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Schmerber v. California

Significance, The Accident, Arrest, And Conviction, A Difficult Decision, Impact, Justice Abe Fortas

Petitioner

Armando Schmerber

Respondent

State of California

Petitioner's Claim

That the blood test administered during his hospital stay for injuries suffered from a traffic accident violated his Fifth Amendment right against providing self-incriminating evidence as well as his Fourth and Fourteenth Amendment rights against unreasonable searches and seizures.

Chief Lawyer for Petitioner

Thomas M. McGurrin

Chief Lawyer for Respondent

Edward L. Davenport

Justices for the Court

William J. Brennan, Jr. (writing for the Court), Tom C. Clark, John Marshall Harlan II, Potter Stewart, Byron R. White

Justices Dissenting

Hugo Lafayette Black, William O. Douglas, Abe Fortas, Earl Warren

Place

Washington, D.C.

Date of Decision

20 June 1966

Decision

The Court found that the Fifth Amendment did not prohibit blood tests to determine intoxication levels, because the Fifth Amendment applies to only interrogation and testimony and because the results of blood tests constituted neither testimony nor evidence of a confession or other communicative act. In addition, the Court concluded that the blood test did not a constitute an unreasonable search and seizure given the circumstances.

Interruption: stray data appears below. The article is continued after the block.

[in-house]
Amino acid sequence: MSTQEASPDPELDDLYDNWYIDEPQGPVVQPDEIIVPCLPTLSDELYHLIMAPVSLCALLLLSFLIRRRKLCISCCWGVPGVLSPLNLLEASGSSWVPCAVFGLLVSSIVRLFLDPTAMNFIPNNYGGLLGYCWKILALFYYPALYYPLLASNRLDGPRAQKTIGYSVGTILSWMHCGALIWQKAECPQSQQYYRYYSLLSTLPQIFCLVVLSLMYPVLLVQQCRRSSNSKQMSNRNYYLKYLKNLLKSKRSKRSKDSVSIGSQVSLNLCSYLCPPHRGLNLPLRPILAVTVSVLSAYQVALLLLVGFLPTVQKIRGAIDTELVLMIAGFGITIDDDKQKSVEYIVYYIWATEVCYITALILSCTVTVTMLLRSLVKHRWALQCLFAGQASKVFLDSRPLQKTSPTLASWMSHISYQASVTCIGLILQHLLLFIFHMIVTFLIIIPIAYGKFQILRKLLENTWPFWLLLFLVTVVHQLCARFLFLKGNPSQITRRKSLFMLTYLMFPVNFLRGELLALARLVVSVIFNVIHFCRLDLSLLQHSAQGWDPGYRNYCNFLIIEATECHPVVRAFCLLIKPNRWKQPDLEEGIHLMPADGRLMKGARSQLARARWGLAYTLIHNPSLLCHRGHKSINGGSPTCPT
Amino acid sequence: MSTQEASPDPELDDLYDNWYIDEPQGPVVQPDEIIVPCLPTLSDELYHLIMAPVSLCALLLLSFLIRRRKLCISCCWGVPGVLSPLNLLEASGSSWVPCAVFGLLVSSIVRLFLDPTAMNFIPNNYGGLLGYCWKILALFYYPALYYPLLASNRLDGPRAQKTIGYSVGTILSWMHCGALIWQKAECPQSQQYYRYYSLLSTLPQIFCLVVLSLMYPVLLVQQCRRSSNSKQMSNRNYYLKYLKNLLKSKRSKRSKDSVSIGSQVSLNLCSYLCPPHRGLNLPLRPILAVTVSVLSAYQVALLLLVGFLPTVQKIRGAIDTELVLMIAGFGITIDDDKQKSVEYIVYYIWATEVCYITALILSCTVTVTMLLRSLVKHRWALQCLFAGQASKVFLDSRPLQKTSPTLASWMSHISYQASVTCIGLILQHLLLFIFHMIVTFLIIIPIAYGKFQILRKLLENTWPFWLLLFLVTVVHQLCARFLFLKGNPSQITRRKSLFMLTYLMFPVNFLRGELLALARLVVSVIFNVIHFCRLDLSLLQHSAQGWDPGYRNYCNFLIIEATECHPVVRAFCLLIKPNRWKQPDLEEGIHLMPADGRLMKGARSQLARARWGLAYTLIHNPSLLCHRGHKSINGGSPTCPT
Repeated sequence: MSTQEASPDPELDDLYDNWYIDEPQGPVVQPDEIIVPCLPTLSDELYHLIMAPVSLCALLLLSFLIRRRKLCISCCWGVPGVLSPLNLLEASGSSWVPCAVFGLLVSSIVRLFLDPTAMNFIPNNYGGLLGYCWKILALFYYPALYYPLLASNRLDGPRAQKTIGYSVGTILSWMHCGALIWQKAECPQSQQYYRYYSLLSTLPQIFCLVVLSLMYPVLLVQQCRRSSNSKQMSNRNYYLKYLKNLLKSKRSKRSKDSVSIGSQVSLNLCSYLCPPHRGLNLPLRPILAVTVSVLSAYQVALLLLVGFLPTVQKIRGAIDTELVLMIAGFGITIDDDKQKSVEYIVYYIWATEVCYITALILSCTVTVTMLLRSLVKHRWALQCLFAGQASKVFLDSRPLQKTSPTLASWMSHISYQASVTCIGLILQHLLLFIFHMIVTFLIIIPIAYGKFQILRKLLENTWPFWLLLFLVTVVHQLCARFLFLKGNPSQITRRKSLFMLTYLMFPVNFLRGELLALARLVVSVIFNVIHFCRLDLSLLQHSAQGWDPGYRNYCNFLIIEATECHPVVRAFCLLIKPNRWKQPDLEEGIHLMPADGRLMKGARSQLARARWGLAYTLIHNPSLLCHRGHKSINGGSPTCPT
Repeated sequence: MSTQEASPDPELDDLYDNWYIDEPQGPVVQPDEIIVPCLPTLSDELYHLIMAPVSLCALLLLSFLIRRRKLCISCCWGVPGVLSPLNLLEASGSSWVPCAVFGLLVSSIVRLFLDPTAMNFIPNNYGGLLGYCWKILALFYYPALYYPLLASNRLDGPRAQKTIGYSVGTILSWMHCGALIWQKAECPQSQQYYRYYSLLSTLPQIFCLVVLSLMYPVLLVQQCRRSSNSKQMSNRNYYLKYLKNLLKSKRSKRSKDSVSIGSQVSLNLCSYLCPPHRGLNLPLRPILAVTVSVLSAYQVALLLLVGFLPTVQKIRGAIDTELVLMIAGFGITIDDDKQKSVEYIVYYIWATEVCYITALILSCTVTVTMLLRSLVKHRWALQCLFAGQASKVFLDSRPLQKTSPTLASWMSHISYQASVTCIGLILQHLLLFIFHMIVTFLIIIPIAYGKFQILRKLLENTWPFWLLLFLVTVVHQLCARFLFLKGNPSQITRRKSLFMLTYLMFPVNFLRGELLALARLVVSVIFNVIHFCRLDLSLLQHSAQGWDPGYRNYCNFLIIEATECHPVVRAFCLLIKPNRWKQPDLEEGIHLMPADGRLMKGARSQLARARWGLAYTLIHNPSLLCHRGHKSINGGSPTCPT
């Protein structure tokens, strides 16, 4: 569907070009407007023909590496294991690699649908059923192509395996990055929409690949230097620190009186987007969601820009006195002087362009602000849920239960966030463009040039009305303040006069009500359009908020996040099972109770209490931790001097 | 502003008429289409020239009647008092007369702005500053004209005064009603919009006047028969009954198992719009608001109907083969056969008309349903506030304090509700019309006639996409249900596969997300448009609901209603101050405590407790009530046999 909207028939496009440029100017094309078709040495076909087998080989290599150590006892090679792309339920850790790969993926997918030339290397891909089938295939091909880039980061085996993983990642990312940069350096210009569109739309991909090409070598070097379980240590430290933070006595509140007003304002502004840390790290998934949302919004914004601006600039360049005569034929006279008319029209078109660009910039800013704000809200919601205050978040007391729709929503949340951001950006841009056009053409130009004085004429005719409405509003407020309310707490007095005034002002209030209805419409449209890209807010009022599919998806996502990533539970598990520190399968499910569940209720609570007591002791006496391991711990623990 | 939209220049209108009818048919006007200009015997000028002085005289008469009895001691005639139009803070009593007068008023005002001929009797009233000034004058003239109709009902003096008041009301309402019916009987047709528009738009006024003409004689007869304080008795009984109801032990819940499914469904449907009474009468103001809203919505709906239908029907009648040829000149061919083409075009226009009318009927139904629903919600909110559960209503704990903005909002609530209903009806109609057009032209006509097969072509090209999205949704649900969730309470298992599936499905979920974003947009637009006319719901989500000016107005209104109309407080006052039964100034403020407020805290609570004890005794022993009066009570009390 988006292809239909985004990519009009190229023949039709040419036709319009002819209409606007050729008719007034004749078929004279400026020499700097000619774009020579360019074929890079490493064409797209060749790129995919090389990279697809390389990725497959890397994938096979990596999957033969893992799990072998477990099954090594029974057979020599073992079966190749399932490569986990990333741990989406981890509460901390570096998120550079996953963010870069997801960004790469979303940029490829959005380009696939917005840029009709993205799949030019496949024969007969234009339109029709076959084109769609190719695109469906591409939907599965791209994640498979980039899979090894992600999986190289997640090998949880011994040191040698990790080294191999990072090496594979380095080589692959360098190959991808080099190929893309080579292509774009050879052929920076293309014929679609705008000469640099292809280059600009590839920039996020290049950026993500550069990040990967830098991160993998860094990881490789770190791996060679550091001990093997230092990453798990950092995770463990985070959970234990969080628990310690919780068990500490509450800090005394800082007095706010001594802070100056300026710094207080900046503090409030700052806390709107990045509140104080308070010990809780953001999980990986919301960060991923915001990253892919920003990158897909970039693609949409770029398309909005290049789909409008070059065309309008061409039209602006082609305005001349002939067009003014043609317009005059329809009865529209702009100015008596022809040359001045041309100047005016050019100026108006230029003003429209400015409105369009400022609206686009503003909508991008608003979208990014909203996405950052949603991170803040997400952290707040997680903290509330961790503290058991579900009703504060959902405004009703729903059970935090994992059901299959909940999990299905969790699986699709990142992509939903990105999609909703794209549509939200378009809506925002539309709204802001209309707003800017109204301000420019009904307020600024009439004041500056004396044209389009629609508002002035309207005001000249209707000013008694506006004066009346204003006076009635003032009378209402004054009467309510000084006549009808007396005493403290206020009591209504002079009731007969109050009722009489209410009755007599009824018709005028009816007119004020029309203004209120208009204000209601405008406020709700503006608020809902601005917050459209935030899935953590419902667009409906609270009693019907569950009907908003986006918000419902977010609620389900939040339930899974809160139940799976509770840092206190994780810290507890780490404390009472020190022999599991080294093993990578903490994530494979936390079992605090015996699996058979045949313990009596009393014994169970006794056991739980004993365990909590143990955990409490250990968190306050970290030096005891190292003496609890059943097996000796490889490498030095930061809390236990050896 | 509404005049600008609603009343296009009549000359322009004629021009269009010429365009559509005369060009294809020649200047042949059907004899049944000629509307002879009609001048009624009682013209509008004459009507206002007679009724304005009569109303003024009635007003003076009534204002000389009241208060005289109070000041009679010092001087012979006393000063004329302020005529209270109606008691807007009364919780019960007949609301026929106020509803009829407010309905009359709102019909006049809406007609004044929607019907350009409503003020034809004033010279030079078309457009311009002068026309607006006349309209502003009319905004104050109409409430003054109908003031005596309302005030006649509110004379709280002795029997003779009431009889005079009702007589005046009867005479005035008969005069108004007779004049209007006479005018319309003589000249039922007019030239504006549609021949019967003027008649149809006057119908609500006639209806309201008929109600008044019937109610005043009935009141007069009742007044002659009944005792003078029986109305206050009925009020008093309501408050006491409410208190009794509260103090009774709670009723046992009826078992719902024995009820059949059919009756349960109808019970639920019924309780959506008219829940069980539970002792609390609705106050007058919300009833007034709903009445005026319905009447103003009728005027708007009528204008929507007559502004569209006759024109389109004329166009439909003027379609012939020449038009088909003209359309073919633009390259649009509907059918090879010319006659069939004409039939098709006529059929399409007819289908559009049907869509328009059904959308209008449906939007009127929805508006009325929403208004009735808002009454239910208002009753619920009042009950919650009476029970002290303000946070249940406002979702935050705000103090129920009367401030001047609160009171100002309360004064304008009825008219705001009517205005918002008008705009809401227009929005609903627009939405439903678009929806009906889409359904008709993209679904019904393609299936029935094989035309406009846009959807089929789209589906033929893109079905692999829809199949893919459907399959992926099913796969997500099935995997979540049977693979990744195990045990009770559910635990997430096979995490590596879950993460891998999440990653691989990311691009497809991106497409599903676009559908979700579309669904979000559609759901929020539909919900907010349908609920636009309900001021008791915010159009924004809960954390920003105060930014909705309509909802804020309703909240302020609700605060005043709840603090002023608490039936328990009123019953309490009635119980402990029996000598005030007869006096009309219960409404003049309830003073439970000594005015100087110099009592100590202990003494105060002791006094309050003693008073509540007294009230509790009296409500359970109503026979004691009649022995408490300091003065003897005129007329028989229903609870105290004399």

Related Cases

  • Boyd v. United States, 116 U.S. 616 (1886).
  • Breithaupt v. Abram, 352 U.S. 432 (1957).
  • Mapp v. Ohio, 367 U.S. 643 (1961).
  • Malloy v. Hogan, 378 U.S. 1 (1964).

Sources

Paddock, Lisa. Facts About the Supreme Court of the United States. New York: H. W. Wilson and Company, 1996.

Further Readings

  • Dees, Rusch O. "An Employer `Quick Fix.'" Management Solutions, November 1986, p. 12.
  • Dripps, Donald A. "The Brennan Legacy." Trial, October 1997, p. 77.
  • Wall, Patricia S. "Drug Testing in the Workplace: An Update." Journal of Applied Business Research, spring 1992, p. 127.

Additional topics

Law Library - American Law and Legal InformationNotable Trials and Court Cases - 1963 to 1972